Pipeline takeover

ExxonMobil-affiliated companies take ownership of the Plains oil pipeline, environmentalists concerned for future

File photo courtesy of Julie King
NEW OWNERS: The Santa Barbara County Planning Commission approved an ownership transfer for pipelines 901 and 903 from Plains Pipeline to Pacific Pipeline Company—a subsidiary of ExxonMobil. The pipeline runs from ExxonMobil’s offshore oil platforms on the Gaviota Coast to the Las Flores Processing Facility south of Gaviota, then to the Santa Ynez facility (pictured) and on to a Kern County facility.

When it comes to anything oil-related, Santa Barbara County is split between North and South County lines—with North County typically in favor of oil and South County against. 

The pattern persisted during the ExxonMobil trucking debate at the Santa Barbara County Board of Supervisors in March 2022 and again recently when the Planning Commission voted to uphold appeals and deny a valve replacement project on the oil pipelines that caused the 2015 Refugio Oil Spill. 

However, during the June 14 Planning Commission meeting, 2nd District Commissioner Laura Bridley voted with North County commissioners to approve an ownership change for the same pipelines from Plains Pipeline L.P. to ExxonMobil. 

“I’m sure a lot of people were disappointed in my vote,” Bridley told the Sun. “This decision was fairly perfunctory. This was just a request for Plains All American Company [Plains Pipeline L.P.] to transfer the asset to ExxonMobil.” 

ExxonMobil’s proposal came in three parts: a change of ownership from Plains to Pacific Pipeline Company, a change in financial guarantor to ExxonMobil Corporation, and a change of operator to ExxonMobil Pipeline Company. All companies fall under the umbrella of ExxonMobil Corporation. 

The Environmental Defense Center (EDC), the Gaviota Coast Conservancy, and private attorneys pushed against the ownership change, arguing that the pipeline’s current corroded conditions violate county permit conditions that require a corrosion protection system to be in place before any ownership change can occur.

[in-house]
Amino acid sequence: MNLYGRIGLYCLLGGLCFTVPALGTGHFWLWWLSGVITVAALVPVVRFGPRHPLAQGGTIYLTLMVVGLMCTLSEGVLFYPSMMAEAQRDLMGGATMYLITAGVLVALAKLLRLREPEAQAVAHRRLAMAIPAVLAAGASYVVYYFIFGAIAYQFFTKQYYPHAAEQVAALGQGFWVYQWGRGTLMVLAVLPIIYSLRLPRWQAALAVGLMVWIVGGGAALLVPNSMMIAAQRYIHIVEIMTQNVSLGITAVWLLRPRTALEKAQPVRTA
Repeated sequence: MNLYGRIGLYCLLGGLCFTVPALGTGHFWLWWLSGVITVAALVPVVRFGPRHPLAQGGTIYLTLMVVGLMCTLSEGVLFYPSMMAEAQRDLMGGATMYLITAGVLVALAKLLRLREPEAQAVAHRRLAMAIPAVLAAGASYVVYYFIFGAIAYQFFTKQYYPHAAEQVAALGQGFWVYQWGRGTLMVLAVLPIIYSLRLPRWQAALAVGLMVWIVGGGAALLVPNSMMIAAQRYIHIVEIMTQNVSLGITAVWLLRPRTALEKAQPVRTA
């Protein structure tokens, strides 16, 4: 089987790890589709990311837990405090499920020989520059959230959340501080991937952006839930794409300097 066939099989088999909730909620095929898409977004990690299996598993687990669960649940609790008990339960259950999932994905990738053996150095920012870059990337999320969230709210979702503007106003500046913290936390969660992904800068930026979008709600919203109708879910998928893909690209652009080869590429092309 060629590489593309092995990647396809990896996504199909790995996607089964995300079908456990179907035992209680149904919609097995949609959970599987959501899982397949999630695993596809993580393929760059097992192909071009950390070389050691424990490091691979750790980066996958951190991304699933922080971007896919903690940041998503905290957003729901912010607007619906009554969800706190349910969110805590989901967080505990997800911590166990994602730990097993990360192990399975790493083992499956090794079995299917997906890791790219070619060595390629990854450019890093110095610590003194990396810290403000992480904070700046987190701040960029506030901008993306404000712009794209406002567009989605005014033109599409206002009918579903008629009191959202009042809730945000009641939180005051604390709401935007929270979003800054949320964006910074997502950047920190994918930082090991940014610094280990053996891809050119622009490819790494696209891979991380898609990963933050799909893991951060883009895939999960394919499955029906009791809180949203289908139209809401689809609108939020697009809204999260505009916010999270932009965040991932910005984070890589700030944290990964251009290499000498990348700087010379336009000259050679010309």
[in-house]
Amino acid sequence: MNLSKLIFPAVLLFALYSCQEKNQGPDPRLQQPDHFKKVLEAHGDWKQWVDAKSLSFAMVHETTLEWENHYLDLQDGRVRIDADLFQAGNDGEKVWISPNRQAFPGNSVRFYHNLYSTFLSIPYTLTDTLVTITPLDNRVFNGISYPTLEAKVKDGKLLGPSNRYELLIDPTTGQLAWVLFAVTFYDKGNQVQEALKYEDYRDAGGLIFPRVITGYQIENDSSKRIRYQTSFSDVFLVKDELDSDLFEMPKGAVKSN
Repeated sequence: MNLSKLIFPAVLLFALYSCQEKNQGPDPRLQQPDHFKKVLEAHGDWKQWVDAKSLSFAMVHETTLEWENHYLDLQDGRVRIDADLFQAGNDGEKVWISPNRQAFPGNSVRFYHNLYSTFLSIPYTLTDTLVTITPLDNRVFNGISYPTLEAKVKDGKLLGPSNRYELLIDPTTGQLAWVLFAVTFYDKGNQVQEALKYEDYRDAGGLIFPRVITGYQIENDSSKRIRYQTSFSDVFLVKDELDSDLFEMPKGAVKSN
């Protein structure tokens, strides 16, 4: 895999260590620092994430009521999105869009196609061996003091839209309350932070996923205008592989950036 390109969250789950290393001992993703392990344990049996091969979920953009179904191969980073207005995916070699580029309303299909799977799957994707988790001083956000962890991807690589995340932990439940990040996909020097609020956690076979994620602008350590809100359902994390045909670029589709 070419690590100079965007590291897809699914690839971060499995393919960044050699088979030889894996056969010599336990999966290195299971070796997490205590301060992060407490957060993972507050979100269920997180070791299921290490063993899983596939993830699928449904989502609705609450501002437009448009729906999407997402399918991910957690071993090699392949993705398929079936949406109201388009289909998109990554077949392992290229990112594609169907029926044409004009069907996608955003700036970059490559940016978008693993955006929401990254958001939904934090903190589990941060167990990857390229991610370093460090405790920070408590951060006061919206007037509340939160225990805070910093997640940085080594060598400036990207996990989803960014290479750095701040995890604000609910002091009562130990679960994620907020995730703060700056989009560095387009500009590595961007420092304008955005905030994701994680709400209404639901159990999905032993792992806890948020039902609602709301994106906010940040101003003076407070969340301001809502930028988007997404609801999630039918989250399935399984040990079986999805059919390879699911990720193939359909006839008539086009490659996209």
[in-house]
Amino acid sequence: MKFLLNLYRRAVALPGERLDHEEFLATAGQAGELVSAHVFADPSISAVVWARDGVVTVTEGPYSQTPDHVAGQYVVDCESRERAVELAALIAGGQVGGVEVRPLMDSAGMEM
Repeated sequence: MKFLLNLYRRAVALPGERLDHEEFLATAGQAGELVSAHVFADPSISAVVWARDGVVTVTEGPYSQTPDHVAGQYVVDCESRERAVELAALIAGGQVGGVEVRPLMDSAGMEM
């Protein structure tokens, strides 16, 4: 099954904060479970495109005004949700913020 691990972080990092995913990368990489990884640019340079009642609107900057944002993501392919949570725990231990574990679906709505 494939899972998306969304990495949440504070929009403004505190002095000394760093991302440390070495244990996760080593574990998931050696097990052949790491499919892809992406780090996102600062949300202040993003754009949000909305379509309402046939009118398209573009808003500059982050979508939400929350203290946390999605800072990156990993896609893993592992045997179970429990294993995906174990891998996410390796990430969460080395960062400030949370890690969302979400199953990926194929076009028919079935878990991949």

“When the pipeline was approved, there was a permit that required a cathodic protection system that would prevent corrosion; that was a permit condition and they are clearly not in compliance with that,” said Linda Krop, chief counsel for the EDC.  

Krop added that she understands there will be a new process to restart oil operations, but it’s “an issue in the context” because Pacific Pipeline Company has indicated interest in restarting the line, but Commissioner Bridley said during the meeting that she had a hard time “going down the rabbit hole” of denying approval out of fear of restarting. 

“This is a business transaction, I don’t see this as restarting the line. That’s the time when we can look at more critically updating conditions,” Bridley said. “This isn’t about starting the line and as much as opponents today want to extend the logic … a lot of things have to happen before the lines will start.” 

The Planning Commission voted to approve the ownership change 3-1, with 3rd District Commissioner John Parke dissenting and 1st District Commissioner C. Michael Cooney absent. Now, the Environmental Defense Center will file an appeal to the Board of Supervisors on behalf of its clients Get Oil Out and the Santa Barbara County Action Network. 

“We feel … that the vote was inconsistent with the previous vote, because previously the Planning Commission said that even though there are new valves, there still is corrosion on the pipeline and it wouldn’t necessarily protect from a spill,” Krop said. “The existing permit conditions say that the pipeline has to be protected from corrosion, we don’t know why Commissioner Bridley changed her vote.” 

This is ExxonMobil’s third time before the Planning Commission in four months—with its first two appearances regarding appeals on its proposal to install 16 safety valves on pipelines 901 and 903. 

The Planning Commission ultimately upheld the appeals and denied the project, citing health and safety concerns. ExxonMobil appealed this decision, and it’s set to go before the Board of Supervisors on Aug. 22. Bridley said she also struggled with that decision but voted to uphold the appeal because that was closer to the potential of a restart, she said.